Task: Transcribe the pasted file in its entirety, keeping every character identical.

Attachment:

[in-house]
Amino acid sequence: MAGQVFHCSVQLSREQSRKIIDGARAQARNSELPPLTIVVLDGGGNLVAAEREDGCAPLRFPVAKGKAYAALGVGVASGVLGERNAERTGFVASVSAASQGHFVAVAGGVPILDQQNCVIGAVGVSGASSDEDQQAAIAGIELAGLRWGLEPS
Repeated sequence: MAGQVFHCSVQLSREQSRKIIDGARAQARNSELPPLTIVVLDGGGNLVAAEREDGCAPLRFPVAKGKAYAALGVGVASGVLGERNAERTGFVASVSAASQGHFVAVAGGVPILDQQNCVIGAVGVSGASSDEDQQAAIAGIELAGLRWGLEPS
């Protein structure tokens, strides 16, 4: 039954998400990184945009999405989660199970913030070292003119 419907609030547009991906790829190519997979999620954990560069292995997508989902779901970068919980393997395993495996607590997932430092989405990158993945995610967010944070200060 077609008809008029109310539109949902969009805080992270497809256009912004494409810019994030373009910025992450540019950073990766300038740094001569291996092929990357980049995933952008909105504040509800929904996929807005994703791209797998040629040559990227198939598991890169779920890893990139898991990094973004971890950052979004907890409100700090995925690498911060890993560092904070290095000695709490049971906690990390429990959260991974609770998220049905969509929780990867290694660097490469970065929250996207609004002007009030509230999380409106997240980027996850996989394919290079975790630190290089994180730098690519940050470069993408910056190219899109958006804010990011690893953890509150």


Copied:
[in-house]
Amino acid sequence: MAGQVFHCSVQLSREQSRKIIDGARAQARNSELPPLTIVVLDGGGNLVAAEREDGCAPLRFPVAKGKAYAALGVGVASGVLGERNAERTGFVASVSAASQGHFVAVAGGVPILDQQNCVIGAVGVSGASSDEDQQAAIAGIELAGLRWGLEPS
Repeated sequence: MAGQVFHCSVQLSREQSRKIIDGARAQARNSELPPLTIVVLDGGGNLVAAEREDGCAPLRFPVAKGKAYAALGVGVASGVLGERNAERTGFVASVSAASQGHFVAVAGGVPILDQQNCVIGAVGVSGASSDEDQQAAIAGIELAGLRWGLEPS
């Protein structure tokens, strides 16, 4: 039954998400990184945009999405989660199970913030070292003119 419907609030547009991906790829190519997979999620954990560069292995997508989902779901970068919980393997395993495996607590997932430092989405990158993945995610967010944070200060 077609008809008029109310539109949902969009805080992270497809256009912004494409810019994030373009910025992450540019950073990766300038740094001569291996092929990357980049995933952008909105504040509800929904996929807005994703791209797998040629040559990227198939598991890169779920890893990139898991990094973004971890950052979004907890409100700090995925690498911060890993560092904070290095000695709490049971906690990390429990959260991974609770998220049905969509929780990867290694660097490469970065929250996207609004002007009030509230999380409106997240980027996850996989394919290079975790630190290089994180730098690519940050470069993408910056190219899109958006804010990011690893953890509150």